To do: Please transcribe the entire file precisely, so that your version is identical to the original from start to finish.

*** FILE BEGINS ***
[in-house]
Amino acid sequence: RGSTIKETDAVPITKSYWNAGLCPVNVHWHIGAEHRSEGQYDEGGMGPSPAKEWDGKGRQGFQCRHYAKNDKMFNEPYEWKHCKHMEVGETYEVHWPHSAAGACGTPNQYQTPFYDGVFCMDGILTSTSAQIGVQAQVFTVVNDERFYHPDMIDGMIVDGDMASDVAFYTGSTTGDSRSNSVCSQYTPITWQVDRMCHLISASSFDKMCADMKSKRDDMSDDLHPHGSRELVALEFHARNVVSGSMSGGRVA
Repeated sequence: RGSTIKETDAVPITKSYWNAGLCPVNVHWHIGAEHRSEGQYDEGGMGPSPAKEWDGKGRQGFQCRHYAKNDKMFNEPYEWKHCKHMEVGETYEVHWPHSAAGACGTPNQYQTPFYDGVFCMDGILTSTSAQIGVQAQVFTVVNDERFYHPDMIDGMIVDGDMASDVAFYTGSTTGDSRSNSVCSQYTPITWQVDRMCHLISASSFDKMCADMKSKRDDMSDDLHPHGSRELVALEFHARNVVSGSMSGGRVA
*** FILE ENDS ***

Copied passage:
[in-house]
Amino acid sequence: RGSTIKETDAVPITKSYWNAGLCPVNVHWHIGAEHRSEGQYDEGGMGPSPAKEWDGKGRQGFQCRHYAKNDKMFNEPYEWKHCKHMEVGETYEVHWPHSAAGACGTPNQYQTPFYDGVFCMDGILTSTSAQIGVQAQVFTVVNDERFYHPDMIDGMIVDGDMASDVAFYTGSTTGDSRSNSVCSQYTPITWQVDRMCHLISASSFDKMCADMKSKRDDMSDDLHPHGSRELVALEFHARNVVSGSMSGGRVA
Repeated sequence: RGSTIKETDAVPITKSYWNAGLCPVNVHWHIGAEHRSEGQYDEGGMGPSPAKEWDGKGRQGFQCRHYAKNDKMFNEPYEWKHCKHMEVGETYEVHWPHSAAGACGTPNQYQTPFYDGVFCMDGILTSTSAQIGVQAQVFTVVNDERFYHPDMIDGMIVDGDMASDVAFYTGSTTGDSRSNSVCSQYTPITWQVDRMCHLISASSFDKMCADMKSKRDDMSDDLHPHGSRELVALEFHARNVVSGSMSGGRVA